Under a total cost approach therefore, subsidised superannuation, or employee benefits in general, should only be part of the remuneration policy if it can also contribute to the overall “people” policies of the employer.  If it doesn’t, then it is a less efficient form of remuneration, and an employer will not get back at least a dollar’s value for each dollar spent. 

In the absence of significant tax incentives or compulsion, superannuation must either deliver value, or meet a specific business need.  

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6. Business advantages

In each of the key benefit areas, there are some circumstances where a subsidy can be supported even in a total cost approach.  This is where there is a clear business benefit to the employer that is greater than the cost of subsidy.  Let’s look at some specific examples where the business case for a subsidy can be justified in a total cost environment.

Medical insurance

To operate effectively, an employer needs healthy employees.  In some cases an employer will therefore benefit by its employees having medical insurance.  For example, employees with medical insurance tend to seek medical help earlier on in an illness.  They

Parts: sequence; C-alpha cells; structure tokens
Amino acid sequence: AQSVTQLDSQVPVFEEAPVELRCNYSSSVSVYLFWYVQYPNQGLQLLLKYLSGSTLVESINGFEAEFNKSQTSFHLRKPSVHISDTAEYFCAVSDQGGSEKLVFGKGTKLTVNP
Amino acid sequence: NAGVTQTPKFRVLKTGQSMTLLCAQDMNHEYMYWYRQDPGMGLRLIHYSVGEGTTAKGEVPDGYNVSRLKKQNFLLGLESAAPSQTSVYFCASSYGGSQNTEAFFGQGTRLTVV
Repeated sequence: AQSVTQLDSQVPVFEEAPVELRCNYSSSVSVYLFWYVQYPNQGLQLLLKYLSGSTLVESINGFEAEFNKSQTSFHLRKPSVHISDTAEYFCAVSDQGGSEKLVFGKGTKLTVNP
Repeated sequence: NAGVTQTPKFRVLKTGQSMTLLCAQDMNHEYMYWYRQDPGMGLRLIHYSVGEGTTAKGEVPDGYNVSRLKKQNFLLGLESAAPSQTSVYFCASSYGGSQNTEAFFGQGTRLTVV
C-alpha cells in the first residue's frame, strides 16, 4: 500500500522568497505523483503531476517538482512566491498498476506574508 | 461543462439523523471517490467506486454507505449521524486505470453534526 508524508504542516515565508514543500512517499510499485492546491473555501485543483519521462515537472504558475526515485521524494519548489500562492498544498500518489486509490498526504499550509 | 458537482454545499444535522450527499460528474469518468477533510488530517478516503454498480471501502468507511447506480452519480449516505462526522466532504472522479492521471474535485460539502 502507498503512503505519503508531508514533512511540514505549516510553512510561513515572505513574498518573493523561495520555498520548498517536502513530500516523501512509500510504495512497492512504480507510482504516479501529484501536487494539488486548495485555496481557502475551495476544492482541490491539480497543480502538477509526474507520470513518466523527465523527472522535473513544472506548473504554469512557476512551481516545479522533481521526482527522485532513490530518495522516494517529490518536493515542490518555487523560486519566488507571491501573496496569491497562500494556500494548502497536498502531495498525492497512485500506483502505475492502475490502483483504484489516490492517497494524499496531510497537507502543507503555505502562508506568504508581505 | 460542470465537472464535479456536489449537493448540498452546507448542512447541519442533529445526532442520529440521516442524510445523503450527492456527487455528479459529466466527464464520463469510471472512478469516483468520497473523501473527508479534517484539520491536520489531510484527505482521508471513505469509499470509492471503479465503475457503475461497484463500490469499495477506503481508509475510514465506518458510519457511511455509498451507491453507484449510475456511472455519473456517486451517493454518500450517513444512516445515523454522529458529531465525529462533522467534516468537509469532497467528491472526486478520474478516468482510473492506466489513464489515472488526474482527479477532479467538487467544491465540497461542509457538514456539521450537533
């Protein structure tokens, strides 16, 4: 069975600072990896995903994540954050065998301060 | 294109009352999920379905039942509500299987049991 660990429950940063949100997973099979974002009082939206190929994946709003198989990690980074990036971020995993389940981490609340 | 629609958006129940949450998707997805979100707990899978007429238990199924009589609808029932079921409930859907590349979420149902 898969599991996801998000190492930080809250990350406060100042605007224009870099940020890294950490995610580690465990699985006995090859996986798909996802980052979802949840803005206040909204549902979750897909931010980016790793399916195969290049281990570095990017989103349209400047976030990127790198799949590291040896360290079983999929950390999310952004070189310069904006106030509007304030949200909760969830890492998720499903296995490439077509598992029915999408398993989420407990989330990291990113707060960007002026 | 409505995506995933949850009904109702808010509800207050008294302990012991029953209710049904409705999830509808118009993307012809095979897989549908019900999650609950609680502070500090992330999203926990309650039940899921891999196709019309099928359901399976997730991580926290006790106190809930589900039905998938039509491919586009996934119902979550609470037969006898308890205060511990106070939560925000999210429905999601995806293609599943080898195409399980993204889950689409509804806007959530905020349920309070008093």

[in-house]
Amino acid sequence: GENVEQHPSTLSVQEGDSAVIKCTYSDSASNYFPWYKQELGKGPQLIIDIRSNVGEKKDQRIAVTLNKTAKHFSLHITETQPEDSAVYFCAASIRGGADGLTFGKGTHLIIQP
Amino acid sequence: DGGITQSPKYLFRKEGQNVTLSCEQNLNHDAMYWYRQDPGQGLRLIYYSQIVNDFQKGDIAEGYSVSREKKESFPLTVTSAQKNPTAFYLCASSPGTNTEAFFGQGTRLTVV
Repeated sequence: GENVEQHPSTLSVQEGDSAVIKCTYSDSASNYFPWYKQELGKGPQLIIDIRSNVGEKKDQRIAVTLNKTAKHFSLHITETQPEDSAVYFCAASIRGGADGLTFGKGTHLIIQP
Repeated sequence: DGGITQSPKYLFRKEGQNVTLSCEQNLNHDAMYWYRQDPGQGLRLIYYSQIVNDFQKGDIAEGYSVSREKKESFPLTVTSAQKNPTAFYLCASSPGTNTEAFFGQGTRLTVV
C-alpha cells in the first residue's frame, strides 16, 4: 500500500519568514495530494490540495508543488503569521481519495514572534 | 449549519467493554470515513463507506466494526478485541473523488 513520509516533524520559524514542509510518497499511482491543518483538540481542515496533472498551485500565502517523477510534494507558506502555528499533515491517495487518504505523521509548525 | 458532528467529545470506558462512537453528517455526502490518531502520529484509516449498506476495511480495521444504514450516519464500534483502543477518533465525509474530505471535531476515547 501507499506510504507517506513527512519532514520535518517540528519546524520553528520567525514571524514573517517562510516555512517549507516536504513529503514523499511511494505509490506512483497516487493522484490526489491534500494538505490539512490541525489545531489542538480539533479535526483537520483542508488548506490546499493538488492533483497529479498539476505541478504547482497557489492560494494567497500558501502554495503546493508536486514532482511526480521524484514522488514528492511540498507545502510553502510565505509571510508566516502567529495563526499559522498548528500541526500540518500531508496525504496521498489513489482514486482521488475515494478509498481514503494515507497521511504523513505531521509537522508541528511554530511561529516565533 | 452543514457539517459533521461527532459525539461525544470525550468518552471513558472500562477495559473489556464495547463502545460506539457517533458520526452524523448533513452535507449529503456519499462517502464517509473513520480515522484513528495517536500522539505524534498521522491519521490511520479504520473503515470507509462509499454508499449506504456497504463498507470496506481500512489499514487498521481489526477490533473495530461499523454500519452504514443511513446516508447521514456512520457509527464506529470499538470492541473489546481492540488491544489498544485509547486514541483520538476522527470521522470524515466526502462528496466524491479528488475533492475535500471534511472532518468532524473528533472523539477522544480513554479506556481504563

therefore return to work sooner, i.e. are off work for a shorter period of time.  The cost of any subsidy could result in lower employment costs.

If education and the lower costs from group purchase do not encourage all employees to buy medical insurance, there may be advantages in offering a subsidy (e.g. $100, or meeting the administration costs, or paying 50% of the premium etc.) to further encourage employees, and to ensure the business “need” is achieved.

Voluntary extension of this cover through cheaper bulk buying rates, to the employee’s family, reinforces the message to the family, that the employer is concerned about their well being.

Many employees view this benefit as being of high value as the immediacy of recovery of cost is tangible and the comfort they derive from knowing they can protect their children is very real to them.